Georgia’s battle for the Senate

Since none of the Senate candidates earned 50% of the vote, a runoff election is scheduled for Dec. 6

Graphic+designed+on+Canva+by+Luke+Soule+on+the+Georgia+midterm+elections

Luke Soule

Graphic designed on Canva by Luke Soule on the Georgia midterm elections

Luke Soule , Staff

The Georgia midterm elections took place on Tuesday, Nov. 8, 2022, and since neither of the candidates for the Senate reached at least 50% of the votes in Georgia, the battle for control of the Senate position has begun.  When one of the candidates in an election do not reach at least 50% and one of the overall votes, a second election called a runoff election takes place in order to elect one of the two candidates. This means that incumbent Democrat Raphael Warnock and Republican former UGA football player Herschel Walker are vying for the Senator spot. Early voting opened Nov. 28 and the runoff election will take place Dec. 6.

According to “Georgia U.S. Senate Election Results” by the New York Times, Raphael Warnock received 49.4% (1,943,737) of the votes, and Herschel Walker gained a total of 48.5% (1,907,272) of the votes, leaving Independent candidate Chase Oliver with 2.1% (81,278).

According to the New York Times article, “As U.S. Moves On From Elections, Georgia Gears Up for Another One,” Warnock had 49.4 percent of the vote and Walker had 48.5 percent, a difference of about 35,000 votes.

Although early voting is required to begin in every county by Nov. 28, places in Georgia allowed early voting to begin the Saturday after Thanksgiving.

According to Vote.org, which is the “largest 501(c)(3) nonprofit, nonpartisan voting registration and get-out-the-vote (GOTV) technology platform in America,” “If no candidate gets a majority of the votes in the general election (50% +.01), The runoff will be on December 6, 2022.”

As one of two structures in the Georgia Legislature, the state Senate’s responsibilities include writing and passing legislation, approving presidential appointments and ratifying treaties with foreign countries.

According to georgia.gov, “Composed of 56 members elected every two years, the Georgia Senate meets over a non-consecutive 40-day period beginning in mid-January to set the state’s annual operating budget and to create and amend a variety of laws on topics ranging from healthcare to public safety.”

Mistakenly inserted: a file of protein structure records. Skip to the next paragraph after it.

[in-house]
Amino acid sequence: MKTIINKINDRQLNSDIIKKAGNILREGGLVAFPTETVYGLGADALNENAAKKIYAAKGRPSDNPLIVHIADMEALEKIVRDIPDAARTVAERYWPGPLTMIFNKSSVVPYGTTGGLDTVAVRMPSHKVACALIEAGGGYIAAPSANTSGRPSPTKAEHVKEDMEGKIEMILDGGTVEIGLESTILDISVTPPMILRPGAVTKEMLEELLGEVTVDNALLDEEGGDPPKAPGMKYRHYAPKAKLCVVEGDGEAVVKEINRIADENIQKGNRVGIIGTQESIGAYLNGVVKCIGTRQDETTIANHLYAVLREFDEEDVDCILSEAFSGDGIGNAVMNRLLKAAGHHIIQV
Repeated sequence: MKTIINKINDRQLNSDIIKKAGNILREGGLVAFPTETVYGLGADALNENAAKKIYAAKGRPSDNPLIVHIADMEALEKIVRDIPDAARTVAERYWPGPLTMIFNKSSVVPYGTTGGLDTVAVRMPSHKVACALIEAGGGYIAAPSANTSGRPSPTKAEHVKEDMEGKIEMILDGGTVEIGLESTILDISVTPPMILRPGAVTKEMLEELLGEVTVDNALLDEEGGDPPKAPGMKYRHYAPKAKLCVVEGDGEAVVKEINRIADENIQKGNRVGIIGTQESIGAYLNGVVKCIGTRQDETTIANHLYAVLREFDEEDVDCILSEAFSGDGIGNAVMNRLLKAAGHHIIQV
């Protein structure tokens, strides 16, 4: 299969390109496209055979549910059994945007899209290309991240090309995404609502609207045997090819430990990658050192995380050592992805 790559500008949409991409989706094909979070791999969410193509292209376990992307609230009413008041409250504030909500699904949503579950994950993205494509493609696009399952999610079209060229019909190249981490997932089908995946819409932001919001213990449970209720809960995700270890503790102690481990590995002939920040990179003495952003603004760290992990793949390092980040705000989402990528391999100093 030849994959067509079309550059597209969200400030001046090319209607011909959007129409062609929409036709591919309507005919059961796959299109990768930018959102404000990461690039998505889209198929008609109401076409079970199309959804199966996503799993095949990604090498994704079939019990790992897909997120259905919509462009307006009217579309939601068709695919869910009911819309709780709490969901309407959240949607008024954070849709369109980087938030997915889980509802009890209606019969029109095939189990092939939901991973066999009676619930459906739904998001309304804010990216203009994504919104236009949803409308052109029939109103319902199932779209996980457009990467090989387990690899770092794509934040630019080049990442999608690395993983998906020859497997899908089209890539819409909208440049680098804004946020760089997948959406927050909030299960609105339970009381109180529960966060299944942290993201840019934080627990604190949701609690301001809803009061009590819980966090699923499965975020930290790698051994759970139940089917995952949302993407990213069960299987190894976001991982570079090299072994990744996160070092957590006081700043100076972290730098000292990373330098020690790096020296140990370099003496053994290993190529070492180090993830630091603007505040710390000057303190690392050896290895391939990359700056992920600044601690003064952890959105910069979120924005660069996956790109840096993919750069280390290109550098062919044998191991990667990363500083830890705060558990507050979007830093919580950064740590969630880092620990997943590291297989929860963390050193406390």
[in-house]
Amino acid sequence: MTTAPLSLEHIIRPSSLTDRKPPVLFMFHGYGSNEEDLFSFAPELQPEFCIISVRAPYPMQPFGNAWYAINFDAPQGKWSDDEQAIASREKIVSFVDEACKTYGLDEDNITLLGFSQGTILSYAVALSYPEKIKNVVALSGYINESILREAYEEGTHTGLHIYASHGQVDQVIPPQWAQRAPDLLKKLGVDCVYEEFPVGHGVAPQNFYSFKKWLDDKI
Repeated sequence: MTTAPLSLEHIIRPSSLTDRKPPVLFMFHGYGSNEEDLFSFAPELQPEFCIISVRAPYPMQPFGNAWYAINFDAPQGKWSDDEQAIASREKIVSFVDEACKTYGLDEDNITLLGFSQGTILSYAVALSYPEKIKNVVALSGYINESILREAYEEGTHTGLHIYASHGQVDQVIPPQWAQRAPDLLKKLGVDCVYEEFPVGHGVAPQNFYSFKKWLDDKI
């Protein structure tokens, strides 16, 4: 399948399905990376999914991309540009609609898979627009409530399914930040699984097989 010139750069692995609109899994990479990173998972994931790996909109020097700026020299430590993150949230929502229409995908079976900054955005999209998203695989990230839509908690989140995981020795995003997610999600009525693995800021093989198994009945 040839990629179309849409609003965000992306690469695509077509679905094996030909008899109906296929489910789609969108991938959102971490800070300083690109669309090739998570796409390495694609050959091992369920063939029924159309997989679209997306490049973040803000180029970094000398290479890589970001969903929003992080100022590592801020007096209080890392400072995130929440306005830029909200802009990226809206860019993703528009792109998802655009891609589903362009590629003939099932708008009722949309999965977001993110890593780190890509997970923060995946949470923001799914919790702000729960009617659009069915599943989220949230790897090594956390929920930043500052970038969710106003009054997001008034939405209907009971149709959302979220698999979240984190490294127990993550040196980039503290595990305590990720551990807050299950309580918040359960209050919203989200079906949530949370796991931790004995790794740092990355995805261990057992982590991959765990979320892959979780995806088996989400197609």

The other structure in the Legislature, the House of Representatives, presents amendments and starts the legislation process.

According to georgia.gov, “With its 180 members from districts across the state, the House of Representatives is the larger of the two chambers of the General Assembly. Its members serve two-year terms and each January convene to set the state’s annual operating budget and address state priorities from agricultural development to tax policy.”

The seats won include nine Republican seats claimed and five Democratic seats claimed. The winners include Buddy Carter, Sanford Bishop, Drew Ferguson, Austin Scott, Rick Allen, Mike Collins, Andrew Clyde, Lucy McBath, David Scott, Marjorie Taylor Greene, Barry Loudermilk, Rick McCormick, Hank Johnson and Nekema Williamson in their specified districts.

The Governor is the state manager that implements state laws, views and implements executive decisions.

According to georgia.gov, “The governor shall ‘take care that the laws are faithfully executed and shall be the conservator of the peace’ in the state. This power to enforce laws is almost identical to that of the president of the United States. He or she has the power to veto legislation, although the Georgia General Assembly can override the governor’s veto with a two-thirds majority in each chamber.”

Gubernatorial candidates were Democrat Stacey Abrams, Libertarian Shane Hazel and incumbent Republican Brian Kemp. According to information posted on Nov. 28 by Politico.com, Kemp took the position with 53.4% (2,110,328) of the votes, beating out Abrams with 45.9% (1,811,471).

More elections took place Nov. 8, including other state-wide legislature elections. People ages 18 and older are able to vote via the county drop box, early voting locations and their assigned polling locations.